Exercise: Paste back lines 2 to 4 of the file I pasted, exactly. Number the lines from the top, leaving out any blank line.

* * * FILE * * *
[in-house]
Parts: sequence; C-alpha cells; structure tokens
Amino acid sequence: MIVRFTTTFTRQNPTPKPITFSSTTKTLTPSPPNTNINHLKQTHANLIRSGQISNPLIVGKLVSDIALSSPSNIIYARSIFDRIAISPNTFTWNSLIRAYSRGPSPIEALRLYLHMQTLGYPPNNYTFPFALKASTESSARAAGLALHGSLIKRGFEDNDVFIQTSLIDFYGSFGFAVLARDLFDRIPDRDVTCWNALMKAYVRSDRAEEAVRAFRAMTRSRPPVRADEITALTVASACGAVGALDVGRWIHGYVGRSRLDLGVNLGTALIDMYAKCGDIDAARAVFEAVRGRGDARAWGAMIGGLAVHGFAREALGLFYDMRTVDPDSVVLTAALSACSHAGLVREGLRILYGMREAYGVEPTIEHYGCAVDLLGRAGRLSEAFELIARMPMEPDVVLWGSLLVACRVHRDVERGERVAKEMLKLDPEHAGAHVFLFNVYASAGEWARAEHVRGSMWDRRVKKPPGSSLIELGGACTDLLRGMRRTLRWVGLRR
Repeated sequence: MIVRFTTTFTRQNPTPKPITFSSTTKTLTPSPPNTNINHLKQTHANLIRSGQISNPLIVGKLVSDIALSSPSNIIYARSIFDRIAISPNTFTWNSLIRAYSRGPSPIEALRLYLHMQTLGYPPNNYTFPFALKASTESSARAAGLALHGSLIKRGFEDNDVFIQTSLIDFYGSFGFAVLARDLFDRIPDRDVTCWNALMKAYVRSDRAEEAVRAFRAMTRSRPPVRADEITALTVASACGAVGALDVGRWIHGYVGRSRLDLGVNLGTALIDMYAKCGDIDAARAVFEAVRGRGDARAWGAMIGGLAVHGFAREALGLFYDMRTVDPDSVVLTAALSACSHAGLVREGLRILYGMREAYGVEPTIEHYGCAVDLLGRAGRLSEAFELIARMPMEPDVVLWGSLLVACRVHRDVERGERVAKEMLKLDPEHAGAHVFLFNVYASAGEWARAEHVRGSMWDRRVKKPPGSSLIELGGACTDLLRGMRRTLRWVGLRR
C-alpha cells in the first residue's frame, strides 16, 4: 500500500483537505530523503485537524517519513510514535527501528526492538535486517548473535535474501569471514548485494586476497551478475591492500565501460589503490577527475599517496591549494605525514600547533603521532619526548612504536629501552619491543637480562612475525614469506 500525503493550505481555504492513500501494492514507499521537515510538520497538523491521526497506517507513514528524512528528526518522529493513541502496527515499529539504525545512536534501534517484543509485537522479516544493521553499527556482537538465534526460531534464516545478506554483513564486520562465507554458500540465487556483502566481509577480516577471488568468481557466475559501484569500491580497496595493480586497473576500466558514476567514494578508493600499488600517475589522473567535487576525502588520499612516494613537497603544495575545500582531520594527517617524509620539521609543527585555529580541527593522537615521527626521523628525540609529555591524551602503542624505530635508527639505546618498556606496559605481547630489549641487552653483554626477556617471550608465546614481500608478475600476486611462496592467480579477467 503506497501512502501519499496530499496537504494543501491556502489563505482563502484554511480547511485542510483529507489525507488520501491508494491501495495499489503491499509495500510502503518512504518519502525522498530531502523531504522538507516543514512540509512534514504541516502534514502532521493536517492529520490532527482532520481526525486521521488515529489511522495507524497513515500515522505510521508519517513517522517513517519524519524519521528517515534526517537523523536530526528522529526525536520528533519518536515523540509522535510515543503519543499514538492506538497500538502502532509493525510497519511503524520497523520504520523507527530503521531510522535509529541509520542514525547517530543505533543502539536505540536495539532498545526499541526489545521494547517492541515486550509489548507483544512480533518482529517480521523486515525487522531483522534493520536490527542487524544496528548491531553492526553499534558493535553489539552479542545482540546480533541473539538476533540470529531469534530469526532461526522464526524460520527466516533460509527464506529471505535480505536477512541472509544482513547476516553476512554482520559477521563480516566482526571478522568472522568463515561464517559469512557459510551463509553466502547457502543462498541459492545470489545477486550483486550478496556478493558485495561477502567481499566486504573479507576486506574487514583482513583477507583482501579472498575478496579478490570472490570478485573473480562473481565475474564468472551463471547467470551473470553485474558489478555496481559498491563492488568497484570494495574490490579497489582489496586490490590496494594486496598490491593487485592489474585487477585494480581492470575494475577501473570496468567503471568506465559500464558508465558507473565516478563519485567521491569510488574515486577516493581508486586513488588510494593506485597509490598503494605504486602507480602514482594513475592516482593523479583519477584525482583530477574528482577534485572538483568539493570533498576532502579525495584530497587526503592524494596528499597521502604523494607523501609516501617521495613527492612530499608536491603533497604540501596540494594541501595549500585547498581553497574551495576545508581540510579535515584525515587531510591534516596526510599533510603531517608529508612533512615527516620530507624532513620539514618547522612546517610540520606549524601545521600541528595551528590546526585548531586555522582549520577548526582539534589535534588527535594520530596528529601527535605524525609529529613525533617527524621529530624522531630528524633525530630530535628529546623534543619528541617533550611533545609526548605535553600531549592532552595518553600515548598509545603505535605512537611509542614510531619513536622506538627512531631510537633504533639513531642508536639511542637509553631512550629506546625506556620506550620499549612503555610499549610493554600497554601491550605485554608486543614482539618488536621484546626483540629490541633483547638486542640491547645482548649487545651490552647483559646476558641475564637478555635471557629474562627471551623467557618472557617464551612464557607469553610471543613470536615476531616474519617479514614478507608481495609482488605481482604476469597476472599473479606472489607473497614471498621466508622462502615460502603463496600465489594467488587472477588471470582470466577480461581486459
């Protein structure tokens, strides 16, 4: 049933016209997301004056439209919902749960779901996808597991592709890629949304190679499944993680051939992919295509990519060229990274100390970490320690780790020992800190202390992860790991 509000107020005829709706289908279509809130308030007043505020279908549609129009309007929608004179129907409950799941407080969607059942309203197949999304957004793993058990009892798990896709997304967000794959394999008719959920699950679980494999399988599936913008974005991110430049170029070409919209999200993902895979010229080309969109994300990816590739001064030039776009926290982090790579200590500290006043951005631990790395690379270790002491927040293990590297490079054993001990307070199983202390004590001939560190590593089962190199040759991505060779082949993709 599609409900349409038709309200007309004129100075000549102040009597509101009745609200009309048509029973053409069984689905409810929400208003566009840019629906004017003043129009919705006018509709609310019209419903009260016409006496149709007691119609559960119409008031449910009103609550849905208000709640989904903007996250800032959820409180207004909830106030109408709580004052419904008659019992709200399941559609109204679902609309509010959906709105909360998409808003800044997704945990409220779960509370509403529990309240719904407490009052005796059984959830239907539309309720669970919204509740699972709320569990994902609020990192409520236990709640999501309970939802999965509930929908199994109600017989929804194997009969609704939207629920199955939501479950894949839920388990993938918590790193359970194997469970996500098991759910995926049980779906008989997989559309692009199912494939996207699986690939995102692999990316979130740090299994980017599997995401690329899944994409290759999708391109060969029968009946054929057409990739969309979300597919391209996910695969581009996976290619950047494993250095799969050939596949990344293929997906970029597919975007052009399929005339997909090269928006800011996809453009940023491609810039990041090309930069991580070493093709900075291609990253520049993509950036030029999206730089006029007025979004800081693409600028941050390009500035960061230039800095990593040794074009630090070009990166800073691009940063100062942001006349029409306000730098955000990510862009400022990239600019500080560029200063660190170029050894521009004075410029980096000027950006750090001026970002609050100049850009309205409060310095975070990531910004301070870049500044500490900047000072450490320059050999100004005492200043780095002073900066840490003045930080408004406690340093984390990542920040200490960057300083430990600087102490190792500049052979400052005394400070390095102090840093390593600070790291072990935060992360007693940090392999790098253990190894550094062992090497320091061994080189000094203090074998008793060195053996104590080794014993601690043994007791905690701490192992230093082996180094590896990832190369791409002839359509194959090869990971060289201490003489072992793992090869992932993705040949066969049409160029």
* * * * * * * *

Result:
Parts: sequence; C-alpha cells; structure tokens
Amino acid sequence: MIVRFTTTFTRQNPTPKPITFSSTTKTLTPSPPNTNINHLKQTHANLIRSGQISNPLIVGKLVSDIALSSPSNIIYARSIFDRIAISPNTFTWNSLIRAYSRGPSPIEALRLYLHMQTLGYPPNNYTFPFALKASTESSARAAGLALHGSLIKRGFEDNDVFIQTSLIDFYGSFGFAVLARDLFDRIPDRDVTCWNALMKAYVRSDRAEEAVRAFRAMTRSRPPVRADEITALTVASACGAVGALDVGRWIHGYVGRSRLDLGVNLGTALIDMYAKCGDIDAARAVFEAVRGRGDARAWGAMIGGLAVHGFAREALGLFYDMRTVDPDSVVLTAALSACSHAGLVREGLRILYGMREAYGVEPTIEHYGCAVDLLGRAGRLSEAFELIARMPMEPDVVLWGSLLVACRVHRDVERGERVAKEMLKLDPEHAGAHVFLFNVYASAGEWARAEHVRGSMWDRRVKKPPGSSLIELGGACTDLLRGMRRTLRWVGLRR
Repeated sequence: MIVRFTTTFTRQNPTPKPITFSSTTKTLTPSPPNTNINHLKQTHANLIRSGQISNPLIVGKLVSDIALSSPSNIIYARSIFDRIAISPNTFTWNSLIRAYSRGPSPIEALRLYLHMQTLGYPPNNYTFPFALKASTESSARAAGLALHGSLIKRGFEDNDVFIQTSLIDFYGSFGFAVLARDLFDRIPDRDVTCWNALMKAYVRSDRAEEAVRAFRAMTRSRPPVRADEITALTVASACGAVGALDVGRWIHGYVGRSRLDLGVNLGTALIDMYAKCGDIDAARAVFEAVRGRGDARAWGAMIGGLAVHGFAREALGLFYDMRTVDPDSVVLTAALSACSHAGLVREGLRILYGMREAYGVEPTIEHYGCAVDLLGRAGRLSEAFELIARMPMEPDVVLWGSLLVACRVHRDVERGERVAKEMLKLDPEHAGAHVFLFNVYASAGEWARAEHVRGSMWDRRVKKPPGSSLIELGGACTDLLRGMRRTLRWVGLRR